Working with the Docker registry

You can push and pull your Docker images using the GitHub Packages Docker registry, which uses the package namespace https://docker.pkg.github.com.

GitHub Packages is available with GitHub Free, GitHub Pro, GitHub Free for organizations, GitHub Team, GitHub Enterprise Cloud, GitHub Enterprise Server, and GitHub AE.

In this article

Note: This package type may not be available for your instance, because site administrators can enable or disable each supported package type. For more information, see "Configuring packages support for your enterprise."

About Docker support

When installing or publishing a Docker image, the Docker registry does not currently support foreign layers, such as Windows images.

Authenticating to GitHub Packages

You need an access token to publish, install, and delete packages.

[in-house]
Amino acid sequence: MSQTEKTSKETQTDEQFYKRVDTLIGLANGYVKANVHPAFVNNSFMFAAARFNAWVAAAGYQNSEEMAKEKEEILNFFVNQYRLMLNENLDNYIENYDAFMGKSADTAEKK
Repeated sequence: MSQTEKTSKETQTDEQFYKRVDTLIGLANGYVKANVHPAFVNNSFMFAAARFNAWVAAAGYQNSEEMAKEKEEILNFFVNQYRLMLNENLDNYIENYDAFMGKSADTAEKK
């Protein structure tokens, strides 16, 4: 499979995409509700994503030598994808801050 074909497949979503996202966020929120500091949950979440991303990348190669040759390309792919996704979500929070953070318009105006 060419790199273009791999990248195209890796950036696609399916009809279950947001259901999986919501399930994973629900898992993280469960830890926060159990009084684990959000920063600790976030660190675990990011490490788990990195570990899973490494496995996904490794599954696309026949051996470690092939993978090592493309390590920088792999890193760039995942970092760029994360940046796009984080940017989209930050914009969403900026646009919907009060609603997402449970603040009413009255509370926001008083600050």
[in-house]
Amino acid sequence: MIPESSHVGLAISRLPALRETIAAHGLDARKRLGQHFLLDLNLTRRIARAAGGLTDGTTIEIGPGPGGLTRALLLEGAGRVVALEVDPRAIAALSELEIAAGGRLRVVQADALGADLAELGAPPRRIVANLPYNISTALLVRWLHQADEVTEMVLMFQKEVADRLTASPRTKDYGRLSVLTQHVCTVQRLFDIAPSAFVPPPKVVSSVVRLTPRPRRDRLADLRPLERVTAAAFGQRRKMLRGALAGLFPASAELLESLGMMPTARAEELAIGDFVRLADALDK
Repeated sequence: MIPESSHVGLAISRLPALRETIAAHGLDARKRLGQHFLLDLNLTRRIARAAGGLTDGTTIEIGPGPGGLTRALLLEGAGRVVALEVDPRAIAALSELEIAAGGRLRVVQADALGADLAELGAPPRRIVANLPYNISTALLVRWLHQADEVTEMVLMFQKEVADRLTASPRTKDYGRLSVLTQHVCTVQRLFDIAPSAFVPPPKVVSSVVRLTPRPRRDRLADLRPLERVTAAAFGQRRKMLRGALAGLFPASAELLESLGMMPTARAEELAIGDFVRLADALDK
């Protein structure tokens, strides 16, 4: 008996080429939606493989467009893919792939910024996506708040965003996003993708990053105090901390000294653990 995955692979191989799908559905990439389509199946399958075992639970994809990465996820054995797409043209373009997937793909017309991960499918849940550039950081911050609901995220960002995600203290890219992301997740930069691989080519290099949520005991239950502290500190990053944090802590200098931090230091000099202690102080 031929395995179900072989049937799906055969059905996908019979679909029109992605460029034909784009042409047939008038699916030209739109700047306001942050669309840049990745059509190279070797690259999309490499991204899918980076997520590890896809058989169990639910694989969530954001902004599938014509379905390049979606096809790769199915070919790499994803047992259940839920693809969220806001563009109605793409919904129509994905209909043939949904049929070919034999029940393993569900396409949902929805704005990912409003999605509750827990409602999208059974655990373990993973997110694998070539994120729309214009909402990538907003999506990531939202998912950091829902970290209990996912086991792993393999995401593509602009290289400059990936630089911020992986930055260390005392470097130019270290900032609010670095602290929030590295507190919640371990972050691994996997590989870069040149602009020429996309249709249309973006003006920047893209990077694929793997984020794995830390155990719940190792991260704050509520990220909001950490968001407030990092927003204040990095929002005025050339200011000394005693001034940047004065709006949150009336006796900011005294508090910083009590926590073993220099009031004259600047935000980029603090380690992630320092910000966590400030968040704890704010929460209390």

You can use a personal access token (PAT) to authenticate to GitHub Packages or the GitHub API. When you create a personal access token, you can assign the token different scopes depending on your needs. For more information about packages-related scopes for a PAT, see "About permissions for GitHub Packages."

To authenticate to a GitHub Packages registry within a GitHub Actions workflow, you can use:

  • GITHUB_TOKEN to publish packages associated with the workflow repository.
  • a PAT to install packages associated with other private repositories (which GITHUB_TOKEN can't access).

For more information about GITHUB_TOKEN used in GitHub Actions workflows, see "Authentication in a workflow."

Authenticating with a personal access token

You must use a personal access token with the appropriate scopes to publish and install packages in GitHub Packages. For more information, see "About GitHub Packages."

You can authenticate to GitHub Packages with Docker using the docker login command.

To keep your credentials secure, we recommend you save your personal access token in a local file on your computer and use Docker's --password-stdin flag, which reads your token from a local file.

If your instance has subdomain isolation enabled:

$ cat ~/TOKEN.txt | docker login docker.HOSTNAME -u USERNAME --password-stdin

If your instance has subdomain isolation disabled:

$ cat ~/TOKEN.txt | docker login HOSTNAME -u USERNAME --password-stdin